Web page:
WINDHAM — Of the 371 Windham stakeholders surveyed this past spring, many aired concerns about overcrowded schools and lack of public utilities.
During the July 30 planning board meeting, town staff and members of Southern New Hampshire Planning Commission (SNHPC) revealed results of the survey.
Community Development Director Laura Scott said the survey results would be used in drafting a community vision, part of the new master plan process.
A separate survey conducted by Northeastern University, centered on residents’ economic development preferences, is still underway. Scott said those results would be addressed publicly this fall.
Town officials noted that there are currently 12,937 residents in Windham, meaning only a small percentage participated in the survey.
A total of 357 responders, representing 96 percent of those surveyed, are full-time residents. One responder was a seasonal resident, while 13 responders owned businesses in town.
The highest concentration of responders, 106 people, live in the area of town surrounding Canobie Lake and Cobbetts Pond.
Average age of responders was in the 35 to 54 range. Forty percent of them indicated they plan to remain in town for “more than 20 years.”
SNHPC senior planner Jack Munn, who shared a survey summary with town officials during this week’s meeting said at least 10 responses were derogatory in nature.
Munn said those responses weren’t included in the 106-page summary, as the SNHPC’s policy is to omit “vulgar” comments.
Planning Board Vice Chairman Alan Carpenter questioned that policy, asking if some of the so-called derogatory comments contained “constructive information.”
Munn told him he didn’t believe they did, though Scott suggested some of the negative comments be considered while writing a final report.
Overall, the citizens surveyed praised Windham High School, the Windham Rail Trail, transfer station and public recreation fields.
The town administrative facilities were deemed “adequate” by responders, though Golden Brook, Center and Windham Middle schools were considered “poor.”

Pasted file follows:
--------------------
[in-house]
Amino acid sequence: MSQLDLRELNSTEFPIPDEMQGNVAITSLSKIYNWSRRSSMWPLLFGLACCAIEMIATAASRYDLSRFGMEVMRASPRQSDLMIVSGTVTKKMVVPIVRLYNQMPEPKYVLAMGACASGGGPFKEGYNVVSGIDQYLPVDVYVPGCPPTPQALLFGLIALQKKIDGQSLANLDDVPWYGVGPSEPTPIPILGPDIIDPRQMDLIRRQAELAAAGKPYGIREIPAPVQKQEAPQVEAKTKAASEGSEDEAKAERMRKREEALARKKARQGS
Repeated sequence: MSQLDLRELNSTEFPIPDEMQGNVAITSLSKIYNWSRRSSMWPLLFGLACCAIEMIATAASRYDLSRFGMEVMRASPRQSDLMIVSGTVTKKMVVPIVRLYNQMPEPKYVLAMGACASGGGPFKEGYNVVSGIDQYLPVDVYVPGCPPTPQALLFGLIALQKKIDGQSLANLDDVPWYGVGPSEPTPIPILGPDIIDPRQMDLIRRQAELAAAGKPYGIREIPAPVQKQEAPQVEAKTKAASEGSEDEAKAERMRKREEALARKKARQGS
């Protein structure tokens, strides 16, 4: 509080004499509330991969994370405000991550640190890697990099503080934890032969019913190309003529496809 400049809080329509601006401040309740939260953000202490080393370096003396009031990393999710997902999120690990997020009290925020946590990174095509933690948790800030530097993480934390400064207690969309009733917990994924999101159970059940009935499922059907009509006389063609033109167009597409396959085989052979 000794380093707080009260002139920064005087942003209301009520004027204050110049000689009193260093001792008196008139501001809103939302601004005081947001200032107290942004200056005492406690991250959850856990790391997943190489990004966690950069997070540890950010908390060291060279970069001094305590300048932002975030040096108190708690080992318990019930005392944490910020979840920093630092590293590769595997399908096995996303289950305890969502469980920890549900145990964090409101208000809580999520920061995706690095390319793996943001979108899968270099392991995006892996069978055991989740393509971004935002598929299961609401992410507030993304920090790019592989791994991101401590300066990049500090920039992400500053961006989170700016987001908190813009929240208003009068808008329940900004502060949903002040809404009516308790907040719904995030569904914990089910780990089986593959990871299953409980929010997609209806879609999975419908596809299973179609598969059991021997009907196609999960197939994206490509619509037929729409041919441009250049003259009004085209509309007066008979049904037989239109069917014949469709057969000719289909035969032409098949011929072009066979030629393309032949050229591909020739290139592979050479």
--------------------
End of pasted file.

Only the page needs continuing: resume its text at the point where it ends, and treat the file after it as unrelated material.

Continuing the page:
Many people wrote in comments about the schools, Scott said.
Nearly 200 responders indicated it was a high priority to increase school capacity: 88 said it was a medium priority, while 211 responders agreed protecting local lakes, streams and wetlands was also a high priority.
A total of 259 people said it was a high priority to “protect drinking water quality and quantity.”
“Overall, it seems almost everybody feels increasing the capacity of the schools is very important,” Munn said.
He added that other top priorities include increasing transfer station hours, bringing more business to town and increasing recreation opportunities.
Twenty-nine percent of survey participants thought the town should provide public water for both residential and commercial properties, though 34 percent disagreed.
A survey question asking residents if they’d like to see public sewer provided in town yielded similar results.
Forty-two percent of participants, or 158 people, said they’d like the town to provide natural gas for both residential and commercial properties. A complete list of the Windham master plan survey results may be viewed via the “2015 Master Plan” link on the home page of the town website, firstname.lastname@example.org